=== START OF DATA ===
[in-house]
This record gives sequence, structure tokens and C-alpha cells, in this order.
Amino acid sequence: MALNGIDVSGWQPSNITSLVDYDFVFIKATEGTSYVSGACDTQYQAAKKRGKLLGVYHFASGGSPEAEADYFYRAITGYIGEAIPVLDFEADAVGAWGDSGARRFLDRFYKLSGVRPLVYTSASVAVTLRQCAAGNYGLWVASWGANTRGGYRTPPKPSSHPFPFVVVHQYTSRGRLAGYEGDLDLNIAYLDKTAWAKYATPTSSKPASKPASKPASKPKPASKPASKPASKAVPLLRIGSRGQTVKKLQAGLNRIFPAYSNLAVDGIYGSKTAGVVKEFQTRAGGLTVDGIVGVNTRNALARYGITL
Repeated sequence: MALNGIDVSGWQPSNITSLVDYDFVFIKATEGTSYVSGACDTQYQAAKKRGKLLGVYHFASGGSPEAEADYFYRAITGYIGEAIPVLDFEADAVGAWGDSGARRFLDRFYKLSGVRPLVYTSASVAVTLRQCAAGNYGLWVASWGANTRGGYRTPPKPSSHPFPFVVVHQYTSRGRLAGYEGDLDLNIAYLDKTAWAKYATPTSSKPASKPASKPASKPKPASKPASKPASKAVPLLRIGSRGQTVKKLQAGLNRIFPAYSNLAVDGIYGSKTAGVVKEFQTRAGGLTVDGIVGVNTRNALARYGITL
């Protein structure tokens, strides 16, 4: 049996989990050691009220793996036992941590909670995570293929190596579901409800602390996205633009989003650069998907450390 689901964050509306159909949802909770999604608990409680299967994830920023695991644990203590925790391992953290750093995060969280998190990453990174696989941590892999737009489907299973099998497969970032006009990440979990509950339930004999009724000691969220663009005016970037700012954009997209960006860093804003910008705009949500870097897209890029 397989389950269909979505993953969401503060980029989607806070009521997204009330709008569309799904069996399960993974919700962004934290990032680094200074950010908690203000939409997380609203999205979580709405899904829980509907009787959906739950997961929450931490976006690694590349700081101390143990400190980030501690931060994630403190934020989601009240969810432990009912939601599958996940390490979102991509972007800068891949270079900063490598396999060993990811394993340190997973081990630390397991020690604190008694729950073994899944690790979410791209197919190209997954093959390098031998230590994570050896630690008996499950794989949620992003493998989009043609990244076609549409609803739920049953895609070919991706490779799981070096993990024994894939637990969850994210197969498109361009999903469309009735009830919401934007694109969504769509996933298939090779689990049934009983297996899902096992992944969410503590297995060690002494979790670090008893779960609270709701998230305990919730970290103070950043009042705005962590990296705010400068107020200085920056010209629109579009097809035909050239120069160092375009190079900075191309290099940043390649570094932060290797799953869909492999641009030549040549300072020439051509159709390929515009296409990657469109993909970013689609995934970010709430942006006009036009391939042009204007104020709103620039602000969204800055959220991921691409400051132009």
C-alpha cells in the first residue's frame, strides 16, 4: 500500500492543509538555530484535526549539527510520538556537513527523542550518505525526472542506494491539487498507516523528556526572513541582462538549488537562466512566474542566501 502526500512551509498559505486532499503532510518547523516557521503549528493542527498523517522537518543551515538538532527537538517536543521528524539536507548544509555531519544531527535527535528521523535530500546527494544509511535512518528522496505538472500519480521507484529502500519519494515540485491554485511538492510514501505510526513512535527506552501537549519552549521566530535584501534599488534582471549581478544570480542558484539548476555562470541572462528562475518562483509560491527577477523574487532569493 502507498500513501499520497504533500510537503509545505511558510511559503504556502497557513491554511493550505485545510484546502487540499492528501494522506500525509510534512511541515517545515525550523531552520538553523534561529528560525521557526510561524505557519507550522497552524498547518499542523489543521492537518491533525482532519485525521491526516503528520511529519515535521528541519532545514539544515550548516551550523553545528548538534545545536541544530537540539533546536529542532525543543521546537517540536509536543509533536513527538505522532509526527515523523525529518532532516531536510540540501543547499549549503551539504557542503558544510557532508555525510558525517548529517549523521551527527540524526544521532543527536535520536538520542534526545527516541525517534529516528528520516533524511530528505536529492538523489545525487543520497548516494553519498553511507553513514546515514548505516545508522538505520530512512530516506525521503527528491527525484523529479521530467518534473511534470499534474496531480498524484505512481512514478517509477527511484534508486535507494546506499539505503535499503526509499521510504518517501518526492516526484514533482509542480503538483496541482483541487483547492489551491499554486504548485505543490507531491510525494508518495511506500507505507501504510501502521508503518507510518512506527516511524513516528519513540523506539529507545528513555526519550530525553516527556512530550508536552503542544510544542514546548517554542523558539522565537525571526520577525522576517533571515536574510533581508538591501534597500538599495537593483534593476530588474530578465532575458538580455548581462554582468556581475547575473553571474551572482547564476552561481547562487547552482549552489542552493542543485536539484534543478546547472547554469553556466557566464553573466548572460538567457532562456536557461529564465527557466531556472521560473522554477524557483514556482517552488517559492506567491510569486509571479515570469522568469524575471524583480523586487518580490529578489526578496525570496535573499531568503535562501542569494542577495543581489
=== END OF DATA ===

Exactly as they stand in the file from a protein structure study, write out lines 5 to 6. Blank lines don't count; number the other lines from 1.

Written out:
């Protein structure tokens, strides 16, 4: 049996989990050691009220793996036992941590909670995570293929190596579901409800602390996205633009989003650069998907450390 689901964050509306159909949802909770999604608990409680299967994830920023695991644990203590925790391992953290750093995060969280998190990453990174696989941590892999737009489907299973099998497969970032006009990440979990509950339930004999009724000691969220663009005016970037700012954009997209960006860093804003910008705009949500870097897209890029 397989389950269909979505993953969401503060980029989607806070009521997204009330709008569309799904069996399960993974919700962004934290990032680094200074950010908690203000939409997380609203999205979580709405899904829980509907009787959906739950997961929450931490976006690694590349700081101390143990400190980030501690931060994630403190934020989601009240969810432990009912939601599958996940390490979102991509972007800068891949270079900063490598396999060993990811394993340190997973081990630390397991020690604190008694729950073994899944690790979410791209197919190209997954093959390098031998230590994570050896630690008996499950794989949620992003493998989009043609990244076609549409609803739920049953895609070919991706490779799981070096993990024994894939637990969850994210197969498109361009999903469309009735009830919401934007694109969504769509996933298939090779689990049934009983297996899902096992992944969410503590297995060690002494979790670090008893779960609270709701998230305990919730970290103070950043009042705005962590990296705010400068107020200085920056010209629109579009097809035909050239120069160092375009190079900075191309290099940043390649570094932060290797799953869909492999641009030549040549300072020439051509159709390929515009296409990657469109993909970013689609995934970010709430942006006009036009391939042009204007104020709103620039602000969204800055959220991921691409400051132009």
C-alpha cells in the first residue's frame, strides 16, 4: 500500500492543509538555530484535526549539527510520538556537513527523542550518505525526472542506494491539487498507516523528556526572513541582462538549488537562466512566474542566501 502526500512551509498559505486532499503532510518547523516557521503549528493542527498523517522537518543551515538538532527537538517536543521528524539536507548544509555531519544531527535527535528521523535530500546527494544509511535512518528522496505538472500519480521507484529502500519519494515540485491554485511538492510514501505510526513512535527506552501537549519552549521566530535584501534599488534582471549581478544570480542558484539548476555562470541572462528562475518562483509560491527577477523574487532569493 502507498500513501499520497504533500510537503509545505511558510511559503504556502497557513491554511493550505485545510484546502487540499492528501494522506500525509510534512511541515517545515525550523531552520538553523534561529528560525521557526510561524505557519507550522497552524498547518499542523489543521492537518491533525482532519485525521491526516503528520511529519515535521528541519532545514539544515550548516551550523553545528548538534545545536541544530537540539533546536529542532525543543521546537517540536509536543509533536513527538505522532509526527515523523525529518532532516531536510540540501543547499549549503551539504557542503558544510557532508555525510558525517548529517549523521551527527540524526544521532543527536535520536538520542534526545527516541525517534529516528528520516533524511530528505536529492538523489545525487543520497548516494553519498553511507553513514546515514548505516545508522538505520530512512530516506525521503527528491527525484523529479521530467518534473511534470499534474496531480498524484505512481512514478517509477527511484534508486535507494546506499539505503535499503526509499521510504518517501518526492516526484514533482509542480503538483496541482483541487483547492489551491499554486504548485505543490507531491510525494508518495511506500507505507501504510501502521508503518507510518512506527516511524513516528519513540523506539529507545528513555526519550530525553516527556512530550508536552503542544510544542514546548517554542523558539522565537525571526520577525522576517533571515536574510533581508538591501534597500538599495537593483534593476530588474530578465532575458538580455548581462554582468556581475547575473553571474551572482547564476552561481547562487547552482549552489542552493542543485536539484534543478546547472547554469553556466557566464553573466548572460538567457532562456536557461529564465527557466531556472521560473522554477524557483514556482517552488517559492506567491510569486509571479515570469522568469524575471524583480523586487518580490529578489526578496525570496535573499531568503535562501542569494542577495543581489